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Book roundup

Reviews of novels from Booker Prize winner John Banville, Orange Prize winner Lionel Shriver, and Swedish Crime Writers' Academy Prize winner Håkan Nesser.

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Body of Lies, by David Ignatius (W.W. Norton)

Ignatius's spy novel is at least the third thriller in four years to boast the same title, but in most other respects it's happily original. The body in question is part of an elaborate plot concocted by CIA agent David Ferris. Ferris, a former journalist who nearly lost his leg in Iraq, is determined to stop a spate of suicide bombings riddling Europe, and that means taking out a shadowy figure known as Suleiman. Armchair espionage experts will savor the detail with which Ignatius, himself a former journalist, writes about America's intelligence operations, including the less savory aspects of the war on terror. However, as seems par for the course with this genre, the female characters are underwritten, and the romantic scenes are just painful. Grade: B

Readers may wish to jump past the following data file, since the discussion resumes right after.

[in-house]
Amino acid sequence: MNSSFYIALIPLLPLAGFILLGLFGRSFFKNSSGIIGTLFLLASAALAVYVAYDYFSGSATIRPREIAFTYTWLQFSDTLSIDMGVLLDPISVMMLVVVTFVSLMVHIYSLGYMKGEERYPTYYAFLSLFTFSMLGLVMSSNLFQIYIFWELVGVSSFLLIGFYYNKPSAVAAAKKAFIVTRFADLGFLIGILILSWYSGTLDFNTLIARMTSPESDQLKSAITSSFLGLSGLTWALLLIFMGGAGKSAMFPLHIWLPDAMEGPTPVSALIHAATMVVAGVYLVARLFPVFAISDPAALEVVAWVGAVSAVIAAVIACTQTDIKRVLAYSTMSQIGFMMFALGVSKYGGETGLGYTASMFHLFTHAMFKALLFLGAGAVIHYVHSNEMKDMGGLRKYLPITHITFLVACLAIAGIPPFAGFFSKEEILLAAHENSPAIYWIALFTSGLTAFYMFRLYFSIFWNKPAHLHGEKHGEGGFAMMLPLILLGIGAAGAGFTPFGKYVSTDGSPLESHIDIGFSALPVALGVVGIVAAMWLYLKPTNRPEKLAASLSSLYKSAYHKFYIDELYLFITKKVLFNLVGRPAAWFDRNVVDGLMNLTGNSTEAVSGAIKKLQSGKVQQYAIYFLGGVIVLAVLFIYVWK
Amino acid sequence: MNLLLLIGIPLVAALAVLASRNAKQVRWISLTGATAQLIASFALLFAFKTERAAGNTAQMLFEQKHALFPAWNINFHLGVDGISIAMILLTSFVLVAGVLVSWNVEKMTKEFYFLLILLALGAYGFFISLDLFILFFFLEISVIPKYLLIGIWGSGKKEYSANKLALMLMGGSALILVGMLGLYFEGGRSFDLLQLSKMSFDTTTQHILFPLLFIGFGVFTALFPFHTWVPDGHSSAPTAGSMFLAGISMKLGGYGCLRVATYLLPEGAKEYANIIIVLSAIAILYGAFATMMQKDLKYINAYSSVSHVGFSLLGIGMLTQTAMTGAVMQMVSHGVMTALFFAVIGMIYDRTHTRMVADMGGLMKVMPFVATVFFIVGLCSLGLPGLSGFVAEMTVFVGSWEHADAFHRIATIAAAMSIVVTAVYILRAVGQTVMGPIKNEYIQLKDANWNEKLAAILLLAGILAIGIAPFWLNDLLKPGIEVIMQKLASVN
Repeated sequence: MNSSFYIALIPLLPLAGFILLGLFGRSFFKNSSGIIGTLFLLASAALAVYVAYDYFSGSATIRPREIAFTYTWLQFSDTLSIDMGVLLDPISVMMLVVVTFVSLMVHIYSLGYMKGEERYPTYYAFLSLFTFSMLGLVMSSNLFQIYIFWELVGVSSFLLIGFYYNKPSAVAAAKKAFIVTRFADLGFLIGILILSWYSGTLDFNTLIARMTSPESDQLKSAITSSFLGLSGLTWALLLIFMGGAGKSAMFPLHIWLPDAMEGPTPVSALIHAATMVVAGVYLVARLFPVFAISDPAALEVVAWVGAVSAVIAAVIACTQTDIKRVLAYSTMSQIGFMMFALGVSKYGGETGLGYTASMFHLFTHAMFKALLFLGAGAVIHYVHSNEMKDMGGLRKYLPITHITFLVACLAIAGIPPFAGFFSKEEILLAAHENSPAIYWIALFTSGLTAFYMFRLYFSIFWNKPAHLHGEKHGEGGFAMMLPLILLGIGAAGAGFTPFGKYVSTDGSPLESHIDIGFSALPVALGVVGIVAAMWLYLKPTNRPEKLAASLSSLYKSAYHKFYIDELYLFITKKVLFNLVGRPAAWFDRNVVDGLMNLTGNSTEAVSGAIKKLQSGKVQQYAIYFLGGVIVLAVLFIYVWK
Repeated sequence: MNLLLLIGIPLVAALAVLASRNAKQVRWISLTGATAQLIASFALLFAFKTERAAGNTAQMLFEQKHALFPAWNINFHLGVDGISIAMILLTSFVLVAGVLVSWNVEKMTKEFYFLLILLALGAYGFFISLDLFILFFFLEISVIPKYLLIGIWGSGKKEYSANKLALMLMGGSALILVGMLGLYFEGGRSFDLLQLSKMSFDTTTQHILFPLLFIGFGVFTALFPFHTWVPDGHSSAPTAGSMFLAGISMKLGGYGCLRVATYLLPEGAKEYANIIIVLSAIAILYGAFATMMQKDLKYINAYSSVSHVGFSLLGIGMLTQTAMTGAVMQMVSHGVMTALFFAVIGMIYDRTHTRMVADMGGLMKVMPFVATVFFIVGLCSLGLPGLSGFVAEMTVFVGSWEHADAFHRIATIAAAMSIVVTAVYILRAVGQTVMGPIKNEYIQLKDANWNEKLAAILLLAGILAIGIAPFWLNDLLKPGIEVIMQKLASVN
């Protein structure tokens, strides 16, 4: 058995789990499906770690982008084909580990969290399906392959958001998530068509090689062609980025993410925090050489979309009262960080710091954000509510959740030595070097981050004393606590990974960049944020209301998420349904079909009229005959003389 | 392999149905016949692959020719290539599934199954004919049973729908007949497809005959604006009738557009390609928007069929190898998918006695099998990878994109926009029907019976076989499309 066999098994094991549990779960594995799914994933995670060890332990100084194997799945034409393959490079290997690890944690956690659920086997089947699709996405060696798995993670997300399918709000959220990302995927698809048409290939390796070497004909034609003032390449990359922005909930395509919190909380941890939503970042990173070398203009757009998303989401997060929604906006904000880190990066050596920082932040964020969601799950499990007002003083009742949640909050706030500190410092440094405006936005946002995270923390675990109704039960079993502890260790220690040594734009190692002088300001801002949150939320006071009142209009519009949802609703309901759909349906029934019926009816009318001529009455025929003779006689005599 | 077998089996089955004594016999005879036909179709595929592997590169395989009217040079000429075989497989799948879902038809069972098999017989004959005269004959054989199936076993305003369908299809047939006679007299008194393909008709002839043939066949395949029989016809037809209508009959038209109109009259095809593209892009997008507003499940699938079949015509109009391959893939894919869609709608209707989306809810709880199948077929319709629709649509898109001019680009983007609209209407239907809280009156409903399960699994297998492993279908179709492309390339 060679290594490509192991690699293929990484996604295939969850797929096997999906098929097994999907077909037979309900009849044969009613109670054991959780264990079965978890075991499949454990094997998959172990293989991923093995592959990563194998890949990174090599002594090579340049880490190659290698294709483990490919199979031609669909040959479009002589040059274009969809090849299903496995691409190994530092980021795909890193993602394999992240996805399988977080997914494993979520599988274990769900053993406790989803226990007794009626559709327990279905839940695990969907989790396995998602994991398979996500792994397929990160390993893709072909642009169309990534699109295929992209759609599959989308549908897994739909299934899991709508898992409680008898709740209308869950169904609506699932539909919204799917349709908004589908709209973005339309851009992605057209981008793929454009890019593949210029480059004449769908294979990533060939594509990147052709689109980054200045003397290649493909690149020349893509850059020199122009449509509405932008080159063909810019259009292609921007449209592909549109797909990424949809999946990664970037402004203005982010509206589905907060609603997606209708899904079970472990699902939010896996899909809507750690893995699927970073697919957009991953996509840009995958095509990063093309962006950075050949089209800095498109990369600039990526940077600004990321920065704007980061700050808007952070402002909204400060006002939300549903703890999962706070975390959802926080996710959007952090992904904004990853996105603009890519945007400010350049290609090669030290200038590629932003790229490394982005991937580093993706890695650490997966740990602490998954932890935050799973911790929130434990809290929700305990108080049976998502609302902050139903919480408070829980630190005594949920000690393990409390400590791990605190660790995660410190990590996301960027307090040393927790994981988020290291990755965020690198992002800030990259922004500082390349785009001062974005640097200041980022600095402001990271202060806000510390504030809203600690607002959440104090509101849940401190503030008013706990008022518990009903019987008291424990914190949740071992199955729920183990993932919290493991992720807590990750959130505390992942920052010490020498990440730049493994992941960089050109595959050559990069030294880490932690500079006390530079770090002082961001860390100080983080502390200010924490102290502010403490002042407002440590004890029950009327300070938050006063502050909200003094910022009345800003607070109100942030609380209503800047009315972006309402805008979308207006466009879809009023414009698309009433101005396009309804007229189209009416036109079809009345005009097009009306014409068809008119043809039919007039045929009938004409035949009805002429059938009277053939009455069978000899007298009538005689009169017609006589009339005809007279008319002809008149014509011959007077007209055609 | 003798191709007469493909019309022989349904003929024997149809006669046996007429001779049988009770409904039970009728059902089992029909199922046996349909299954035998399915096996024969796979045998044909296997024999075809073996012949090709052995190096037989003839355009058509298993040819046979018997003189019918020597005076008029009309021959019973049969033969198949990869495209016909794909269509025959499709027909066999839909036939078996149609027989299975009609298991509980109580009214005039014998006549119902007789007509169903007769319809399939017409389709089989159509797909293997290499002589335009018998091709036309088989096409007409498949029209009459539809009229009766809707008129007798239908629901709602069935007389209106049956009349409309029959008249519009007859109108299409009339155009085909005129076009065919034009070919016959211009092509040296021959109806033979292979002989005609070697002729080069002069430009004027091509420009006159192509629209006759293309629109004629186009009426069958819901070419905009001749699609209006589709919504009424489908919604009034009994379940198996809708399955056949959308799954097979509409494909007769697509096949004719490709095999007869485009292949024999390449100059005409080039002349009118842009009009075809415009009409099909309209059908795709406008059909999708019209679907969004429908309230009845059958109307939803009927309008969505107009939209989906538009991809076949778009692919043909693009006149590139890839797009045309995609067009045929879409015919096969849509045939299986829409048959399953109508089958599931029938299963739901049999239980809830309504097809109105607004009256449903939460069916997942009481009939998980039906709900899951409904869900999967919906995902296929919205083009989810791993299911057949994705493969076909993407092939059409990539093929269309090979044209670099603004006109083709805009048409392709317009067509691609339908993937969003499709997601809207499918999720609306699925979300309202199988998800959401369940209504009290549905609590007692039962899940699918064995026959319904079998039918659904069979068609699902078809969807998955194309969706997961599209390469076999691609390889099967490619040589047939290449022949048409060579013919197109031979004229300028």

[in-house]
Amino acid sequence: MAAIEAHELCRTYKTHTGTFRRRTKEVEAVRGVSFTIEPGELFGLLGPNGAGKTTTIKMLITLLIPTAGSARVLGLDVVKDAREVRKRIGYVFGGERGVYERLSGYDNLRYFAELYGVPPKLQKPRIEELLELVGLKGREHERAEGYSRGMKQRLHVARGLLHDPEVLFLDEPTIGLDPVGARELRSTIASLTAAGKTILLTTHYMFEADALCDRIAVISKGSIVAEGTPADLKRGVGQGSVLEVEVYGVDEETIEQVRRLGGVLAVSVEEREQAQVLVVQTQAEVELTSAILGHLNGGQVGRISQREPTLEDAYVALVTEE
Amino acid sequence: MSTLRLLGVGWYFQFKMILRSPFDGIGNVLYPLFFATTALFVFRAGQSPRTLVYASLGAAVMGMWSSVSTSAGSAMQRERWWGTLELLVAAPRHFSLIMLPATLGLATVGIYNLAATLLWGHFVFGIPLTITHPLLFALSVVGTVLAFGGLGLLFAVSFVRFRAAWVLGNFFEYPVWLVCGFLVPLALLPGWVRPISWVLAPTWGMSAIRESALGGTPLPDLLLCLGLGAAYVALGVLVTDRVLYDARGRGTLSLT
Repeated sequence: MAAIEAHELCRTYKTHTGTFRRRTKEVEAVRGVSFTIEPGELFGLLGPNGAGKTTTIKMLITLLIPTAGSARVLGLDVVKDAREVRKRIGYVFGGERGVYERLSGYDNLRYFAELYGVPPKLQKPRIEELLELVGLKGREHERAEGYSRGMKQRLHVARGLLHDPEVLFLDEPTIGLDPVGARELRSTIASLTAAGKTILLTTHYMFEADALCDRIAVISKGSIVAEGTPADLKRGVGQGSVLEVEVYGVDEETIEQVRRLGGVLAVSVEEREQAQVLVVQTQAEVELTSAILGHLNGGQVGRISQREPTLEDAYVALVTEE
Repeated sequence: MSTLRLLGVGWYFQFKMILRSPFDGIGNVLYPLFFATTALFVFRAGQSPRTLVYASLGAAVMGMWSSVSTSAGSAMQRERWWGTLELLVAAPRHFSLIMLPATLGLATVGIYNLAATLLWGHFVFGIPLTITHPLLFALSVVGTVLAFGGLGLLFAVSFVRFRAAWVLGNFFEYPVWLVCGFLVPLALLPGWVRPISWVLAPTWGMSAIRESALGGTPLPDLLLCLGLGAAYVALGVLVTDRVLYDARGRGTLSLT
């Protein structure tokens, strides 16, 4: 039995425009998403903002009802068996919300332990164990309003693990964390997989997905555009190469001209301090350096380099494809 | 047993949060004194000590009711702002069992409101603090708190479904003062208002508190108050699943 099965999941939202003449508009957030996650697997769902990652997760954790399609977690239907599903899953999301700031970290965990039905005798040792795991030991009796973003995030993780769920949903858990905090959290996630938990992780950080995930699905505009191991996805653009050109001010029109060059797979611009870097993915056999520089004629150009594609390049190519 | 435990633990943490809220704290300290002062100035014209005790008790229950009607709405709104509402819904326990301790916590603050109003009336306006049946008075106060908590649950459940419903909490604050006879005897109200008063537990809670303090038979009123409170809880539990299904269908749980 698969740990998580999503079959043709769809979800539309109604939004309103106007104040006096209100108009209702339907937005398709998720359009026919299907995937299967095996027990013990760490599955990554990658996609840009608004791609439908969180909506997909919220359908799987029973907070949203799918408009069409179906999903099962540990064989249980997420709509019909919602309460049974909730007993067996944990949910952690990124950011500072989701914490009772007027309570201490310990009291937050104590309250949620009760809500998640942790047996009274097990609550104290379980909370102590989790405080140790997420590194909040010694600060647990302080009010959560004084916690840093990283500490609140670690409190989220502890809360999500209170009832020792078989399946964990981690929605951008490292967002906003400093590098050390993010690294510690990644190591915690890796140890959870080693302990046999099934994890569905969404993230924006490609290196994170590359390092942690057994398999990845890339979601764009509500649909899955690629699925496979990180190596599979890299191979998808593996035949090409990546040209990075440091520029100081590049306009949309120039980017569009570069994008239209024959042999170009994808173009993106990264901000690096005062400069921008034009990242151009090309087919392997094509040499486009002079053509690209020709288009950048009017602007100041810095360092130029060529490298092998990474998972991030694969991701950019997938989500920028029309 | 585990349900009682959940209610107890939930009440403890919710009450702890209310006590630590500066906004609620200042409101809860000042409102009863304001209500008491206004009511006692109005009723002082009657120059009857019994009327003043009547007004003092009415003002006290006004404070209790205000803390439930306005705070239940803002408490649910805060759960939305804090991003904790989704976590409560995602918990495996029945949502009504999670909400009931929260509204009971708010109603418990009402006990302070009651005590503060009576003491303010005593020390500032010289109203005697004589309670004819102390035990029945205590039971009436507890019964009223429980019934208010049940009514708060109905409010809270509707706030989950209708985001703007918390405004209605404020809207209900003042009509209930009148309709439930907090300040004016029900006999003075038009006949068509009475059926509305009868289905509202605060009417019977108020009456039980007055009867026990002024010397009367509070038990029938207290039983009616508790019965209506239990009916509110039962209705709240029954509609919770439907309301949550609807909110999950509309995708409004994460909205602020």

Christine Falls, by Benjamin Black (Henry Holt)

Irish pathologist Quirke finds his morgue "cozy" and is more at home with the dead than the living. That assessment is unlikely to change after he finds his brother-in-law, a successful obstetrician, doctoring the file of a dead woman named Christine Falls. As Quirke tries to find out what happened to Christine, he uncovers a transcontinental plot involving shady millionaires, the Catholic Church, and his own relations. John Banville's first foray into crime fiction is a happy one: the genre rules keep the plot whirring along smoothly, and Banville's trademark prose helps illuminate his noir world. I'm not sure why he bothered with a nom de plume, since the melancholy yet elegant "Christine Falls" hardly qualifies as slumming it for the Booker Prize winner. Grade: B+

Petropolis, by Anya Ulinich (Viking)

Since her dad defected to the United States, Sasha Goldberg may be the only biracial Jew living in Asbestos 2, a town in Siberia. The chubby teenager comes of age with a vengeance in Ulinich's funny, fiery debut novel. At 14, Sasha attends art school, falls in love with a boy living in a cement pipe, and gets pregnant. (Her mother raises the baby, determined that Sasha continue her education.) By 16, she's headed for Phoenix as a mail-order bride. By 18, she's living as a "pet Soviet Jew" in the home of a Chicago family and is determined to find the father who abandoned her. "Petropolis," which takes its title from a poem by Osip Mandelstam, stutters a little as Ulinich jumps through time, but it's as bursting with life as its unforgettable heroine. Grade: A–

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